A year later the first sign of trouble shows up when they disclosed that they saw “significant” subscriber losses after pulling total access in 07′. If we assume that 20% of their subscribers left after they cancelled the free in-store exchanges, it would bring you to an estimate of 2.4 million subscribers for midway through 07′.
By Oct 08′, Blockbuster admits that their by mail revenues decreased another 21.5%, so if you subtract another 500,000 subs you get a total of 1.9 million from 9 months ago.
Since we know that they’ve lost 30% of their subscribers over the last 12 months, it gives us an estimate of 1.3 million subscribers today. With some of these number being moving targets, I wanted to check to my math to see how reasonable this guess was and I actually think it’s a tad high. If you take a look at their most recent by-mail revenue number, it suggests that the total is slightly lower.
Since Blockbuster has plans that range from $9 – $17 per month, it gives us a range to consider. If a decline of $76 million represents 30%, it would suggest that they are currently earning $14.8 million per month from by mail subscribers.
If we assume that 100% of them were $9 per months subs, it would mean that the maximum number of subscribers that they could have at this point would be 1.64 million and if 100% of the subscribers were paying $17 per month, it would peg the minimum size of their subscriber base at 870,000.
Since $12 – $14 is a more reasonable estimate for what the average Blockbuster by mail subscriber pays each month, it gives us a ball park range of 1 – 1.25 million current subscribers.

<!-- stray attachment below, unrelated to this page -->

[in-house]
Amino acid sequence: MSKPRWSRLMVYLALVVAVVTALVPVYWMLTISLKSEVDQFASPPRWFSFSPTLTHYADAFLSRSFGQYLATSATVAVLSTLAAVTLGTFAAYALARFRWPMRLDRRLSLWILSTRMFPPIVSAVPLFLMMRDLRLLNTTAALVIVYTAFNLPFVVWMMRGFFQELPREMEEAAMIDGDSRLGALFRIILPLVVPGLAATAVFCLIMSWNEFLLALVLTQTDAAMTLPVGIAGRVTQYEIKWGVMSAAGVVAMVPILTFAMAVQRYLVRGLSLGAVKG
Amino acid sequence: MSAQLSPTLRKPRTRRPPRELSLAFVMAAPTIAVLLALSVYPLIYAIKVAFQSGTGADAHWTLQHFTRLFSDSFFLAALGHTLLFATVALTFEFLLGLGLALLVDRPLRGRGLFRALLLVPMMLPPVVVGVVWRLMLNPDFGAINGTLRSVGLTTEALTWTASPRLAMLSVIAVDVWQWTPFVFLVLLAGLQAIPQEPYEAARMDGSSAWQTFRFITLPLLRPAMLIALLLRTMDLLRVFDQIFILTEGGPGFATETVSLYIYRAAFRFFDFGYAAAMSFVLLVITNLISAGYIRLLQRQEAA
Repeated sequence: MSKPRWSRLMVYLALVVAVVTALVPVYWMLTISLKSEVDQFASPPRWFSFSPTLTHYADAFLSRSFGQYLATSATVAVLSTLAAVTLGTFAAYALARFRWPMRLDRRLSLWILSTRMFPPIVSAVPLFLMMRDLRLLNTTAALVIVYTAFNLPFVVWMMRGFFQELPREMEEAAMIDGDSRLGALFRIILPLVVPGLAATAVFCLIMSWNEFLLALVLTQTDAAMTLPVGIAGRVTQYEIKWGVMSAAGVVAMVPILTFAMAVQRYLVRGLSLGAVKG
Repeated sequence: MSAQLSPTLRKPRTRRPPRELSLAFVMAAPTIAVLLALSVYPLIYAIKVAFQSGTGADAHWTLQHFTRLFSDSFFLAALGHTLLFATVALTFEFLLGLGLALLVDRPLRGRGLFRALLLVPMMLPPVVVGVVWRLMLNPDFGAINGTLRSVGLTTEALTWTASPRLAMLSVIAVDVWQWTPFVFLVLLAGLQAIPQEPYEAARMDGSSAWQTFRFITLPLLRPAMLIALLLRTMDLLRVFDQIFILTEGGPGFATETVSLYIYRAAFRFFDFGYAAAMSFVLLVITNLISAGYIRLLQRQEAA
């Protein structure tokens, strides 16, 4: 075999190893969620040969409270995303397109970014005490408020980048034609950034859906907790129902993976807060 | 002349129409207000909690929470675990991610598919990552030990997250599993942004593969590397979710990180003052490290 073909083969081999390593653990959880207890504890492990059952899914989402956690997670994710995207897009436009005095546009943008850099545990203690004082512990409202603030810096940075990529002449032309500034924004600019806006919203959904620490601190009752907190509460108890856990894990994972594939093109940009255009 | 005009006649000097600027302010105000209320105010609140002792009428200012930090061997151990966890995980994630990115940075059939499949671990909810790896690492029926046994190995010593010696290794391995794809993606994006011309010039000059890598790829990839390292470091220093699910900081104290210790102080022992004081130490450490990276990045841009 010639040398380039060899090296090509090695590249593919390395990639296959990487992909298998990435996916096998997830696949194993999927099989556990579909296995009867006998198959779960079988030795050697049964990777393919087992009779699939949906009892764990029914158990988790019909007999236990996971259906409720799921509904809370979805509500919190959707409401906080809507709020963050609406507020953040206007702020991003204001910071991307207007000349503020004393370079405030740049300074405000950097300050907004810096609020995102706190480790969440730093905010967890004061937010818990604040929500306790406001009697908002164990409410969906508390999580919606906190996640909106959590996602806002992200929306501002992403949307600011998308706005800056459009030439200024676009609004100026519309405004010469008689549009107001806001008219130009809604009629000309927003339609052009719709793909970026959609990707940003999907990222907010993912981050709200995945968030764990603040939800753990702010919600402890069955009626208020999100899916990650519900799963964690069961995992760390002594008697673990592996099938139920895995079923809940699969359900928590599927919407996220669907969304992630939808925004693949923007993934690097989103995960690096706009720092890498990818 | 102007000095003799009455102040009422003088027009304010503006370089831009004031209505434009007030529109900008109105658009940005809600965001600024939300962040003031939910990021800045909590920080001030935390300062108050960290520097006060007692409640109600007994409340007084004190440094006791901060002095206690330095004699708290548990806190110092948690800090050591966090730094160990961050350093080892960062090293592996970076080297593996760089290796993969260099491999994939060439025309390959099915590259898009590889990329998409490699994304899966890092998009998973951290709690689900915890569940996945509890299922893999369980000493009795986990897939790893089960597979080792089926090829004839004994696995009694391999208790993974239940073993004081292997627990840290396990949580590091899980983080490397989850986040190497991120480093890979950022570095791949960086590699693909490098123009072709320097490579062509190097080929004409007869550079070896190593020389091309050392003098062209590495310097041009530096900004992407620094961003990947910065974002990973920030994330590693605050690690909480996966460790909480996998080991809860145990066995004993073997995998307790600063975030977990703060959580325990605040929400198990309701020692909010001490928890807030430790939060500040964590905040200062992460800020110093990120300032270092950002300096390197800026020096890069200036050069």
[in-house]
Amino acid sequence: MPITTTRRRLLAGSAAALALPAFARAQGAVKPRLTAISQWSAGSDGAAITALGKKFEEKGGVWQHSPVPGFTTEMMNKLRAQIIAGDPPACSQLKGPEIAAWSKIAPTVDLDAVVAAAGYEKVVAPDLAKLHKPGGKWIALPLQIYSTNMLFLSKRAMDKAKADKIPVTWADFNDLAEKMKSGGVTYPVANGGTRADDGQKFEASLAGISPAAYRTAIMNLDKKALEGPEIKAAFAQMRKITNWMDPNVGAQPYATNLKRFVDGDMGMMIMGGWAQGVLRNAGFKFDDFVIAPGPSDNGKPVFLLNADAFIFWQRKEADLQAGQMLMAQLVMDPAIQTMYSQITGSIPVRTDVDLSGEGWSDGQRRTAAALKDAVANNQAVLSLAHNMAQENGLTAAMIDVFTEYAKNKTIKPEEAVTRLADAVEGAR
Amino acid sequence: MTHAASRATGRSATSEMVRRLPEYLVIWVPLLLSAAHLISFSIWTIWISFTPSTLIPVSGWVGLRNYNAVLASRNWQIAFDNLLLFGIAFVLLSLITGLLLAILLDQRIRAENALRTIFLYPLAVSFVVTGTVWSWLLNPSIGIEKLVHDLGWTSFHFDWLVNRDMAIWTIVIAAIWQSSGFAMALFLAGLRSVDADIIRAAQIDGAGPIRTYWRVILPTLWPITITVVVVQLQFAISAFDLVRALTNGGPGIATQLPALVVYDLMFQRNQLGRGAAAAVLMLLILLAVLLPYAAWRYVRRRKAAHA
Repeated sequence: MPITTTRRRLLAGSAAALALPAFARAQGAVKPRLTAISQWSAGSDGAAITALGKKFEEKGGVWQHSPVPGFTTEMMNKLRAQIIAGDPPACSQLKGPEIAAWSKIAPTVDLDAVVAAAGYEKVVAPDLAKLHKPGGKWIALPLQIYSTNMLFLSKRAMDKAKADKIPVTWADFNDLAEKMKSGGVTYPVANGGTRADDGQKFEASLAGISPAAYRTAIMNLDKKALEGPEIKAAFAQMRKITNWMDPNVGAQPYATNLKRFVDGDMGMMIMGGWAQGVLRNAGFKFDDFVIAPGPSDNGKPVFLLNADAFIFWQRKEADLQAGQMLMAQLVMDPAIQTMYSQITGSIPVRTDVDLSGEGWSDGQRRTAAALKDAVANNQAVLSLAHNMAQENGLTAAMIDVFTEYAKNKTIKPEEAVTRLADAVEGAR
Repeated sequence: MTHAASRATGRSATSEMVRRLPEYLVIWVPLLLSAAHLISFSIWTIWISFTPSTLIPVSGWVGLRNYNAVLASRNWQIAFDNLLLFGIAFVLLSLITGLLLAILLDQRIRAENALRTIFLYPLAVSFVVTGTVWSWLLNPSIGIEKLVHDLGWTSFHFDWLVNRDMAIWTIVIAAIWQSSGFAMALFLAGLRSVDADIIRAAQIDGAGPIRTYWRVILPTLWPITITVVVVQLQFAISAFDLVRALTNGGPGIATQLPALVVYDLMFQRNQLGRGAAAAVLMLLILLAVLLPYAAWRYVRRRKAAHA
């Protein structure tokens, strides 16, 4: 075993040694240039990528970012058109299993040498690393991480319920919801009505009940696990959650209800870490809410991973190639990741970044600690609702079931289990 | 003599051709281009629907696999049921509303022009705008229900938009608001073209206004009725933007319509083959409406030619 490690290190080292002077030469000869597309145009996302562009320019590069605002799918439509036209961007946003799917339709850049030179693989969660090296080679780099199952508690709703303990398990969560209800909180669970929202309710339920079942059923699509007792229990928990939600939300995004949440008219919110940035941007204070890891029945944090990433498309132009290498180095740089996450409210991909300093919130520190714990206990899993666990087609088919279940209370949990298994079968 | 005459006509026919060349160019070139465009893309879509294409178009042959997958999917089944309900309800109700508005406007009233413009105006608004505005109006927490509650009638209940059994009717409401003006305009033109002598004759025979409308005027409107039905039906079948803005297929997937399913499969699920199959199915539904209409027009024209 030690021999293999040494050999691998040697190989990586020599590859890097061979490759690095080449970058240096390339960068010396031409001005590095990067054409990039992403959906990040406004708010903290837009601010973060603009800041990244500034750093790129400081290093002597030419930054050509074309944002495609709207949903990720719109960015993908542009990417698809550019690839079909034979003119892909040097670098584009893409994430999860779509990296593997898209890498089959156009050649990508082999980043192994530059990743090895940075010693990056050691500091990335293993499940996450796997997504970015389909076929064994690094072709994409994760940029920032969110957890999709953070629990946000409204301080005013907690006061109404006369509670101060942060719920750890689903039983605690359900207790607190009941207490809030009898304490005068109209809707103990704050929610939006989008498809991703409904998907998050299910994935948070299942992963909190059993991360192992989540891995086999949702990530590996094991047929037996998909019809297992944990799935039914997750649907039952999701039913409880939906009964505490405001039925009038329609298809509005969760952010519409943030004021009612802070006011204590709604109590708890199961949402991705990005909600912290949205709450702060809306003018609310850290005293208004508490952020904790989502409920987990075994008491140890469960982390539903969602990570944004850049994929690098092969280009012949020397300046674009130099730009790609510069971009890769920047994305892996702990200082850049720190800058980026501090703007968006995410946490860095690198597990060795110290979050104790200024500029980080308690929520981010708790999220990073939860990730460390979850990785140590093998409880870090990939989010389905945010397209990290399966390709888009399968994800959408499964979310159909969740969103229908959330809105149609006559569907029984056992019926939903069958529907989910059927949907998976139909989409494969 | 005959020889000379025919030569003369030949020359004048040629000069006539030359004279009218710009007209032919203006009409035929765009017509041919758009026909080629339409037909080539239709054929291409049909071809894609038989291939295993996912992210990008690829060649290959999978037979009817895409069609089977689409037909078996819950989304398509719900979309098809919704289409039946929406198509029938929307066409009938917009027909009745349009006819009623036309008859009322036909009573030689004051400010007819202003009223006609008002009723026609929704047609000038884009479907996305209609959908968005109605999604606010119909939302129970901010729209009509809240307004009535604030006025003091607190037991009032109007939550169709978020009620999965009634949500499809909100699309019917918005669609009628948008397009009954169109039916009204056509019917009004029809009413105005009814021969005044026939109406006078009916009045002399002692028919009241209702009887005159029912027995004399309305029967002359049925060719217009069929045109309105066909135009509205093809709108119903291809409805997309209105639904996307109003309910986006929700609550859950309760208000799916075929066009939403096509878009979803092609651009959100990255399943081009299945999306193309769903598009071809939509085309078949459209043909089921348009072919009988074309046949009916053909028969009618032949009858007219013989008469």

I wasn’t surprised to see a drop in subscribers right after Blockbuster abandoned their total access plans, but to see them drop below TA levels has to be concerning for Blockbuster Execs. This is the one part of the company that should be firing on all cylinders, but clearly Netflix’s Watch Now service has been poaching their members.
Blockbuster may have put up a good fight in the DVD wars, but with nearly 10 times the number subscribers, Netflix is now threatening to do to them, what they did to Wal-mart’s DVD by mail program.
The smaller membership gets, the harder and harder it will become for Blockbuster to run their by-mail program at a profit. They could always raise prices, but that would only lead to additional defections. With Blockbuster on the ropes, don’t be surprised to see Netflix maintain the price war for another 12 months while they wait for Blockbuster’s bond owners to take control of the company.
In the meantime, this data only highlights the fact that Blockbuster’s problems aren’t because of a lack of opportunities, it’s an issue with their execution.]]>
3 good transcripts with background on case to date (1 , 2 , 3 )
It’s been nearly two years since DivX filed their “pre-emptive” lawsuit against Universal music group and so far, there really hasn’t been much to talk about. DivX’s original lawsuit was thrown out after UMG removed the overhanging legal threat against Stage6 by actually filing a suit alleging copyright infringement.
Given the hurry that DivX was in to have this case resolved, one would have thought that consumers would have had a digital betamax decision by now, but once DivX abandoned Stage6, their strategy towards the case took a 180.